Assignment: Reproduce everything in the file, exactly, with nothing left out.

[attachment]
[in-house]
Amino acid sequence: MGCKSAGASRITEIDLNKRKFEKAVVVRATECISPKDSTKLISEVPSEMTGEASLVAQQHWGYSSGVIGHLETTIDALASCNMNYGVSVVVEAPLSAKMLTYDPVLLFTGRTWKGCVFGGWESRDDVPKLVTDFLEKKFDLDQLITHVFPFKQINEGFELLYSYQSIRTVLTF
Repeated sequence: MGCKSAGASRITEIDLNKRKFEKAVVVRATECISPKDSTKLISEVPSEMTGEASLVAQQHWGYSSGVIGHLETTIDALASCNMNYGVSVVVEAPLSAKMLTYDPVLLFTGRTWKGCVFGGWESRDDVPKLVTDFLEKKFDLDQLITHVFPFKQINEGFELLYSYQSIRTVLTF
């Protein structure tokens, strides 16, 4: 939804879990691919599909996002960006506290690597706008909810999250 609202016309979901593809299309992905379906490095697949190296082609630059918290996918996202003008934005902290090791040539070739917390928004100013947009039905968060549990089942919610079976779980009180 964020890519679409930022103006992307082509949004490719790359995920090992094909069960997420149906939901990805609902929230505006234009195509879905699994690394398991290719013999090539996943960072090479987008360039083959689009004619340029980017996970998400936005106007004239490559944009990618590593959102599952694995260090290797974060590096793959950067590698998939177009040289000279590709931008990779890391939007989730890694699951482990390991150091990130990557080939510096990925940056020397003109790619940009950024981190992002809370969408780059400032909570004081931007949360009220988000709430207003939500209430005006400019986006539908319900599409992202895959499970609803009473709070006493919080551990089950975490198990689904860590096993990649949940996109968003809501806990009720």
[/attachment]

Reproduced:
[in-house]
Amino acid sequence: MGCKSAGASRITEIDLNKRKFEKAVVVRATECISPKDSTKLISEVPSEMTGEASLVAQQHWGYSSGVIGHLETTIDALASCNMNYGVSVVVEAPLSAKMLTYDPVLLFTGRTWKGCVFGGWESRDDVPKLVTDFLEKKFDLDQLITHVFPFKQINEGFELLYSYQSIRTVLTF
Repeated sequence: MGCKSAGASRITEIDLNKRKFEKAVVVRATECISPKDSTKLISEVPSEMTGEASLVAQQHWGYSSGVIGHLETTIDALASCNMNYGVSVVVEAPLSAKMLTYDPVLLFTGRTWKGCVFGGWESRDDVPKLVTDFLEKKFDLDQLITHVFPFKQINEGFELLYSYQSIRTVLTF
């Protein structure tokens, strides 16, 4: 939804879990691919599909996002960006506290690597706008909810999250 609202016309979901593809299309992905379906490095697949190296082609630059918290996918996202003008934005902290090791040539070739917390928004100013947009039905968060549990089942919610079976779980009180 964020890519679409930022103006992307082509949004490719790359995920090992094909069960997420149906939901990805609902929230505006234009195509879905699994690394398991290719013999090539996943960072090479987008360039083959689009004619340029980017996970998400936005106007004239490559944009990618590593959102599952694995260090290797974060590096793959950067590698998939177009040289000279590709931008990779890391939007989730890694699951482990390991150091990130990557080939510096990925940056020397003109790619940009950024981190992002809370969408780059400032909570004081931007949360009220988000709430207003939500209430005006400019986006539908319900599409992202895959499970609803009473709070006493919080551990089950975490198990689904860590096993990649949940996109968003809501806990009720």